Bank culture revisited
In our last article: ‘Bank Culture – Change is Coming’ (Nov 2015) – we gave an overview of the new regulatory landscape aimed at improving the culture of UK banks. But, due to the apparent U-turn in the FCA’s approach to examining bank culture, we are now revisiting the topic.
A review of bank culture – including how pay, performance and promotion are addressed – was written into the FCA’s business plan for 2015. Its decision to shelf this proposal, albeit to pursue a different approach, has angered many and is seen as a major U-turn and softening by the regulator towards the industry. So why the change and what are the implications?
It is not clear why the FCA has changed its stance – it now insists that cultures across banks are too different to allow for a direct comparison. To others it appears that the regulator has bowed to pressure from the Treasury to adopt a softer approach – including actions to appease the ‘threat’ by HSBC to relocate abroad. Certainly the shelving of the FCA’s plans to publish internal details will come as welcome relief to some under-fire banks. But what now for the continuing efforts to restore the public’s confidence in the industry?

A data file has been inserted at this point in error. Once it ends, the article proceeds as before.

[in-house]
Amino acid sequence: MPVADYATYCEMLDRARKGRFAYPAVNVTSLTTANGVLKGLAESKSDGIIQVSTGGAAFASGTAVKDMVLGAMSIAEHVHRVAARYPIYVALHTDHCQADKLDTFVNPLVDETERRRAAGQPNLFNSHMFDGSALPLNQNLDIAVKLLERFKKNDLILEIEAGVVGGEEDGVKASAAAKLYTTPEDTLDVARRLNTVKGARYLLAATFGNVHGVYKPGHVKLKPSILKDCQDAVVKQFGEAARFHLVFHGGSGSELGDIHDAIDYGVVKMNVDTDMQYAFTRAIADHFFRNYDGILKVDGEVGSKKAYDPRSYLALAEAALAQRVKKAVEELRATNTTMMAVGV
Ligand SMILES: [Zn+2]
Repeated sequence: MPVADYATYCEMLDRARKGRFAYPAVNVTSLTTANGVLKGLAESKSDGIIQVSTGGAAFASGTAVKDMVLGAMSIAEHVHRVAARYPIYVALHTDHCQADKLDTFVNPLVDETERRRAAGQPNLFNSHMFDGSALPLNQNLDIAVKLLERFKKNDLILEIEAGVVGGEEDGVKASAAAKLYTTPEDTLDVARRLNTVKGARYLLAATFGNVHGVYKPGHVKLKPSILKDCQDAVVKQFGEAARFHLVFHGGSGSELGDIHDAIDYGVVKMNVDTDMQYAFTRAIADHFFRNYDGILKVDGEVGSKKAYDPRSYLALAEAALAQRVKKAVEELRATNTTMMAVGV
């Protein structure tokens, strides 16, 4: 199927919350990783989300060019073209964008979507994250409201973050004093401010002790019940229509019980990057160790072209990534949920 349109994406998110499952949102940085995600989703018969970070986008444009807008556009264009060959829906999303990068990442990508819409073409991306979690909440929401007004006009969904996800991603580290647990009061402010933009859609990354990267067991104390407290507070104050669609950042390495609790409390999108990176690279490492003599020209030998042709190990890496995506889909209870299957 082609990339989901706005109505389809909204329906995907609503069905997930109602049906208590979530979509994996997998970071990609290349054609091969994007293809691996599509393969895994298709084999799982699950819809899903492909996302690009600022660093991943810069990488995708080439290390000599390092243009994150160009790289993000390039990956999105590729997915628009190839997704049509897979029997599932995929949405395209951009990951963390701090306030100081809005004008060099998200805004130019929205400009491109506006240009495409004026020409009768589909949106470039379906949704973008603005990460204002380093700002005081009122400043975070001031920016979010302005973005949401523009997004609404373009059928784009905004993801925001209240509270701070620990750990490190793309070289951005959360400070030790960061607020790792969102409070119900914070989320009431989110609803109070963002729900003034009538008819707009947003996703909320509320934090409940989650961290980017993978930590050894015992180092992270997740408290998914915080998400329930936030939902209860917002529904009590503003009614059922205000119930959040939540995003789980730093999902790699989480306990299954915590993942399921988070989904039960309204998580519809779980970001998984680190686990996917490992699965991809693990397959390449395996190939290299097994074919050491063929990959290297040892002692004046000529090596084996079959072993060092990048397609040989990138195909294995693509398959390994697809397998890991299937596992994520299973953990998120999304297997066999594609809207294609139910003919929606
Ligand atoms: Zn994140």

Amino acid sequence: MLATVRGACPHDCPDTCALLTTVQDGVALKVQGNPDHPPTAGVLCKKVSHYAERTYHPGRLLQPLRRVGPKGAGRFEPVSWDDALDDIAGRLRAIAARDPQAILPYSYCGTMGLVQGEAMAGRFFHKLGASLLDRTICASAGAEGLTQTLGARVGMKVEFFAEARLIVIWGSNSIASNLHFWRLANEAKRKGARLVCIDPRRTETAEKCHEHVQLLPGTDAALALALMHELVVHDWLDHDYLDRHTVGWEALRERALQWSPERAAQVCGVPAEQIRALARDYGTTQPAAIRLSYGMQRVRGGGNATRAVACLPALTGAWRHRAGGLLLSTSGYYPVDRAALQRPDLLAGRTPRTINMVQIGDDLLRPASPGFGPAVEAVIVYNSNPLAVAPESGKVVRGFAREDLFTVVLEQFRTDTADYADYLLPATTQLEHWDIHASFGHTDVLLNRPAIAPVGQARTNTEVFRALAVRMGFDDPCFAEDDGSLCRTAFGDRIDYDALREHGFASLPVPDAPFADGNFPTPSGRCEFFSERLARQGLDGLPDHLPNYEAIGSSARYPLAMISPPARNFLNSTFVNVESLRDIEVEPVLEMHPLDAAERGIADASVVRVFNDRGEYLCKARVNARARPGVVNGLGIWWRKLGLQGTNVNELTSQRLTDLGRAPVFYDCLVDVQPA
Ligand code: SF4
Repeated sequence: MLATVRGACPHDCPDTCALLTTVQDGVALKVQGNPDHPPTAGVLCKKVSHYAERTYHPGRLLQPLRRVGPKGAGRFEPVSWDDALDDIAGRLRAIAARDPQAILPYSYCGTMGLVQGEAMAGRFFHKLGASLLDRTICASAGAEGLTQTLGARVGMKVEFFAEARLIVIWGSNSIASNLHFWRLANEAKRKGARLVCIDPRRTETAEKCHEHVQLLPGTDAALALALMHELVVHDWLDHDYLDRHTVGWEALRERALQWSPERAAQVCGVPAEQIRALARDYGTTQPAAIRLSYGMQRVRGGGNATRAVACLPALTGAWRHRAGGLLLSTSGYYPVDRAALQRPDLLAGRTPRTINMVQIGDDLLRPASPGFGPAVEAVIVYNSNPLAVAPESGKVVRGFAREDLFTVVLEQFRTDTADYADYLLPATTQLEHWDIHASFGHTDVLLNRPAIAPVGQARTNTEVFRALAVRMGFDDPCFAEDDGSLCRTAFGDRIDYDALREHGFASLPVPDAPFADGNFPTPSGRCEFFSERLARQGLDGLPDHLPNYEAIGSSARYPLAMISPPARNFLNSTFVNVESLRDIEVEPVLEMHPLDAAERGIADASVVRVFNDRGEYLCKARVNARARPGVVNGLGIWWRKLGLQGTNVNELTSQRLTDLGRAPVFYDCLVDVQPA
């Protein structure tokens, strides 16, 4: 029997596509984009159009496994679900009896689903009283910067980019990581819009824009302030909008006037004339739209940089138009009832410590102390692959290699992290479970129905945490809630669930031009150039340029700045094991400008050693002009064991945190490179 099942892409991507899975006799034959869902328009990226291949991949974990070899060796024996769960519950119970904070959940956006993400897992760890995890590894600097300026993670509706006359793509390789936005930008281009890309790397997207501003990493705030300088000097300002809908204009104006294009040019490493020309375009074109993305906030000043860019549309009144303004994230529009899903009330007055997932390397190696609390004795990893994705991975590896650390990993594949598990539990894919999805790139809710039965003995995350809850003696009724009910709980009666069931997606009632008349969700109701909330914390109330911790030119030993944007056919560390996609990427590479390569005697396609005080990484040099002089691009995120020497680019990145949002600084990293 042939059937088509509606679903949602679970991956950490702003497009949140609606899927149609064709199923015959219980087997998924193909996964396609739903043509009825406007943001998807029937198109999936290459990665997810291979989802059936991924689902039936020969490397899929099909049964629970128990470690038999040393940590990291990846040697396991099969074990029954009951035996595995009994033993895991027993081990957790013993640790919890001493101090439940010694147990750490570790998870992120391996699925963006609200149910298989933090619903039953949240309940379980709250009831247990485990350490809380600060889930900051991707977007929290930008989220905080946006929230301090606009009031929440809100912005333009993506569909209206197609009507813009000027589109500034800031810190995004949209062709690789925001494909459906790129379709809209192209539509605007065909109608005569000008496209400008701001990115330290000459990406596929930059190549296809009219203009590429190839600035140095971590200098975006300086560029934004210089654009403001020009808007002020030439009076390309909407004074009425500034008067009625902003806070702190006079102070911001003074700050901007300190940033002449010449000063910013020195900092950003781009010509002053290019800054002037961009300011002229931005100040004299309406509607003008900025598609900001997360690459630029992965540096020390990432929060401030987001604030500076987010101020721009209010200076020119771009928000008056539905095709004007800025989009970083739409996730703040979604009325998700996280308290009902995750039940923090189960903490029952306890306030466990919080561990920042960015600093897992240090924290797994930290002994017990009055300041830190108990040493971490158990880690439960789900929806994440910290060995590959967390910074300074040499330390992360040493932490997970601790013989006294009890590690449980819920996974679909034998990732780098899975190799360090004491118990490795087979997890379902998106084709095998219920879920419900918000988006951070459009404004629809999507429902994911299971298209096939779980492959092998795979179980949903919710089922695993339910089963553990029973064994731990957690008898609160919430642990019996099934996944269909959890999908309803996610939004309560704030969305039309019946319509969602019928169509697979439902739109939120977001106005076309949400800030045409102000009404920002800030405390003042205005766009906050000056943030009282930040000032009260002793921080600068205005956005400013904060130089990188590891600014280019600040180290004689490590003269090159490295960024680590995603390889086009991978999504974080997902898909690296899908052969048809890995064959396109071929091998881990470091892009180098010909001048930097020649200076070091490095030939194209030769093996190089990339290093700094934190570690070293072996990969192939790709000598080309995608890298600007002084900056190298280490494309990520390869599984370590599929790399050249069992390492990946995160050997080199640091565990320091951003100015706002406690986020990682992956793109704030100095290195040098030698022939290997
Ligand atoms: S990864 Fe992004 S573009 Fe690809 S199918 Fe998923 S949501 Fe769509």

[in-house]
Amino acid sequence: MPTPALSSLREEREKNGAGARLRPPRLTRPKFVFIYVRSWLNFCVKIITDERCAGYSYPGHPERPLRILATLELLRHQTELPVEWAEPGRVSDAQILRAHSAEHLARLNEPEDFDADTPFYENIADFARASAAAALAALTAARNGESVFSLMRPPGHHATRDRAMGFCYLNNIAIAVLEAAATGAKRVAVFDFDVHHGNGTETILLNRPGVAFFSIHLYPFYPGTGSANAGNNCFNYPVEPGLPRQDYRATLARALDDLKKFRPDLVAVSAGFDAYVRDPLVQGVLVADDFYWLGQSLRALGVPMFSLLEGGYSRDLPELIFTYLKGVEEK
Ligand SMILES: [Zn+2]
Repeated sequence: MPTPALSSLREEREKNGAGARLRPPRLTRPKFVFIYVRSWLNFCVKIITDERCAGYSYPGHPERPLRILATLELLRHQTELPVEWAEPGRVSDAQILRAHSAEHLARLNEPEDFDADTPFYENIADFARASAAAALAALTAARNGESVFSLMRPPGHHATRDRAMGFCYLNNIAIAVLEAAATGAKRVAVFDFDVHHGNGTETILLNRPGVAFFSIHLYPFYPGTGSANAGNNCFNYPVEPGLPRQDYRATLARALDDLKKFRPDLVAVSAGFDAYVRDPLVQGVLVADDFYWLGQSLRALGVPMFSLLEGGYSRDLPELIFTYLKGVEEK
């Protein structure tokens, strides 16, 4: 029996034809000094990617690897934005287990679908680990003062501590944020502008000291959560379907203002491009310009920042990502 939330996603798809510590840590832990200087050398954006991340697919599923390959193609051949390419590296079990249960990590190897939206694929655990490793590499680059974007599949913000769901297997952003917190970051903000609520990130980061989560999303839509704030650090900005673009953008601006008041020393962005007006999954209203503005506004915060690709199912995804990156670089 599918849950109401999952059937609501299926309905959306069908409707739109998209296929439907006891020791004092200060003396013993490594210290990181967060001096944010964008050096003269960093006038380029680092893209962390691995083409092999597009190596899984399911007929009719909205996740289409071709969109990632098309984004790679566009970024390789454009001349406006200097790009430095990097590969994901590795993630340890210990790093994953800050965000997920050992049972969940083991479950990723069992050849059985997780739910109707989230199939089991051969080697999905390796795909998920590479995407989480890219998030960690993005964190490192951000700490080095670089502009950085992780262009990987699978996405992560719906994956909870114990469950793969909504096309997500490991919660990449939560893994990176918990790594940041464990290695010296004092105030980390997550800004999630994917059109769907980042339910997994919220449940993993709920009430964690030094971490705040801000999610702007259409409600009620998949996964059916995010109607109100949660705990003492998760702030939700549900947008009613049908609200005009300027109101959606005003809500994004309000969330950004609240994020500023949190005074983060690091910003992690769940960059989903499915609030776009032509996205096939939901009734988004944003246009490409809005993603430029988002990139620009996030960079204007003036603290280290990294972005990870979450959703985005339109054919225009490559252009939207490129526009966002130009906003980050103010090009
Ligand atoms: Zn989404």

A bank’s culture is established by the behaviour of its senior individuals; it flows down into everything a bank does. The new regulations to govern this, including the Senior Managers Regime (see November’s article), remain in place, and as long as they are policed effectively, then a new cultural change can still be effected – albeit over time. But this is not the time to soften the stance – it sends the wrong message. Culture has to change from within, and the regulators must provide not just the framework to change, but the confidence and inspiration.
The FCA’s new plans to examine banks’ culture on an individual basis may not be such a bad idea. While some banks need careful watching, others have upheld their clients’ interests, and not mis-sold or manipulated. One size does not necessarily fit all. But the FCA needs to move swiftly in order to regain credibility and its perceived independence, and the announcement of Andrew Bailey as the new CEO is a welcome step in the right direction – the time for effective leadership is now.